Problem: Railroad needed High Availability monitoring for their massive network
Solution: High Availability for Mobile Networks
Bio for David:
“David Lin is a Technical Marketing Engineer working in the Network Software & Systems Technology Group at Cisco. He has been with Cisco for 10 years and during that time has worked as a Technical Lead in the Routing Protocols group supporting customers in the San Jose TAC, served as a CCIE bootcamp proctor and Cisco GOLDLabs certified instructor, and contributed and developed a set of powerful, easy-to-use, automated diagnostic scripts for Commercial Systems through the use of Embedded Event Manager that have been downloaded and enjoyed by thousands of Cisco’s valued customers and partners on Cisco.com/go/ioscommercial. David is a founding member of the EASy tiger team and has worked closely with a number
of Fortune 500 companies to develop many of the customized solutions available today on Cisco.com/go/easy.
David holds a CCIE in R&S and has more than 15 years experience in networking along with a BS in Mechanical Engineering from UCLA. Prior to joining Cisco, David worked as a network engineer at EarthLink Networks, a nationwide ISP, where he first developed his love of internetworking and commitment to customer service. During his free time, David enjoys playing the drums and watching NOVA ScienceNow on PBS.“
Segment 7: DHCP pool usage via SNMP made EASY
Guest: Joe Clarke
As will happen in trying to capture lengthy command line demonstrations that will ultimately play in an itty bitty window….they get hard to see. Joe offered up this commentary to assist with what was being illustrated:
When I first bring up the terminal with the SNMP output, I note that the
two objects of interest are:
The DhcpPoolSize is 254, and that won’t typically change as that is the
static size of our pool. However, the DhcpLeases object will change as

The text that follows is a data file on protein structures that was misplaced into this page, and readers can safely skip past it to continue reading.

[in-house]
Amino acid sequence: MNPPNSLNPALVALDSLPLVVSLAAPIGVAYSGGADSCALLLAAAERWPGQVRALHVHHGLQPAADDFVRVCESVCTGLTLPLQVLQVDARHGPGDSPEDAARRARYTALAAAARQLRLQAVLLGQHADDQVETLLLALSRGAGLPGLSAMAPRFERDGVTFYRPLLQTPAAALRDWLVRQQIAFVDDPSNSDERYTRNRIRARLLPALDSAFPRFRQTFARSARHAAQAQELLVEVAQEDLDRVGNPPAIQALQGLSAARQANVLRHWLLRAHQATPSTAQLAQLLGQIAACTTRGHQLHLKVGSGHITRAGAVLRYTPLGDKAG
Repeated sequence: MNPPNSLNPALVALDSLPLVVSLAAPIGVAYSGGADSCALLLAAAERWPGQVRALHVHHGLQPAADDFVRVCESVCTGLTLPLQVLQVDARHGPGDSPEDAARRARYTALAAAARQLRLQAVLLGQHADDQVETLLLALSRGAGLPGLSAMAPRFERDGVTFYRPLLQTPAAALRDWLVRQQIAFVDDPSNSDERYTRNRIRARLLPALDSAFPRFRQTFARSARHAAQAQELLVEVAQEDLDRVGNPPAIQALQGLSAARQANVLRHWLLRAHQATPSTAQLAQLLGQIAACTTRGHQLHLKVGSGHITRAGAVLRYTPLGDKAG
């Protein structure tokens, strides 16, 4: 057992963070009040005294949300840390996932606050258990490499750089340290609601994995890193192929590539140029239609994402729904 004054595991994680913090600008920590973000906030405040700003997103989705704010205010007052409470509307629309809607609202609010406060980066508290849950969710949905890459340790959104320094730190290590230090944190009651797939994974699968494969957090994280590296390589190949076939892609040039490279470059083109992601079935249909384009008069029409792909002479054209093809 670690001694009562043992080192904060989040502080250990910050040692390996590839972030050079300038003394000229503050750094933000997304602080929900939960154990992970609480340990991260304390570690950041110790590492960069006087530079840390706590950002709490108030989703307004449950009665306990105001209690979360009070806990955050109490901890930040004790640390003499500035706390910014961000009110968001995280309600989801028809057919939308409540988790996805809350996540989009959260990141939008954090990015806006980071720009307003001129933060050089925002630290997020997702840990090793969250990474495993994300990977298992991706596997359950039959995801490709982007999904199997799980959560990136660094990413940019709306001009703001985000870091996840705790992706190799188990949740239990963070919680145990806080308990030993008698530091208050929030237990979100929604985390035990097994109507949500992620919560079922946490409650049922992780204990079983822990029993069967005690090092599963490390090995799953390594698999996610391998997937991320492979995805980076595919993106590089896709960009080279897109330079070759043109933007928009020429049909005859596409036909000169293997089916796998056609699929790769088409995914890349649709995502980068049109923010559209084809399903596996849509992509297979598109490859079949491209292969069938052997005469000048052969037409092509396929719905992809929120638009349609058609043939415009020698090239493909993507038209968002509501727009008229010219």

clients lease and release addresses. When we first see the object, the
value of DhcpLeases is 1:
Then, Robb plugs in the laptop, and we see the value changes to 2:
Then, I release the address on Matt’s laptop, and the value changes back
We can see that as the CLI value for active DHCP leases changes so, too
does our custom SNMP object.
Segment 8: The Final Word
Robb and Jimmy Ray say their goodbyes from CiscoLive and leave you with a few parting words of wisdom for moving forward.
Cisco Press Book Shoutout:
“TCL Scripting for Cisco IOS” by Ray Blair, Arvind Durai, John Lautmann
Great book for many many skills we reviewed in this show. I don’t know how he has the time but Joe Clarke was involved in this publication as one of the two technical editors of the book.
The book _is designed to be a good desk reference for Tcl in IOS. It has some great examples on how to do simple automation up to building your own web server. The book goes over the Tcl programming language, the Embedded Syslog Manager, EEM, and the Embedded Menu Manager. It’s a great resource for anyone getting started with Tcl, Tcl in IOS, or just needs something to which they can refer as they craft their IOS applications.
From the description:
You’ll learn easy techniques for creating, using, and modifying Tcl scripts that run directly on Cisco network devices from the Cisco IOS command line. The authors first teach basic Tcl commands and concepts for capturing and manipulating data and for querying or controlling Cisco equipment. Building on these core skills, they show you how to write scripts that automate and streamline many common IOS configuration, monitoring, and problem-solving tasks.
The authors walk through the entire script development process, including planning and flowcharting what you want to accomplish, formatting your code, adding comments, and troubleshooting script errors. They also present many downloadable sample scripts, along with practical guidance for adapting them to your own environment.
Did you really read this far? Wow. Prove it. Drop us a note in the comments here ….did you pick up on Jimmy Ray’s shirt this time? What was this reference to Aunt Sally?
Be sure and connect up with us on our facebook fan page: facebook.com/techwise. Ton’s of ‘behind the scenes pics/videos and conversations brewing…
We create or take part in a lot of other content if you are interested beyond the main show -- you can keep up with us on our YouTube page or you can also subscribe to the podcast channel (opens iTunes).
Jimmy Ray’s Blog on Network World is a MUST READ “Networking Geek to Geek”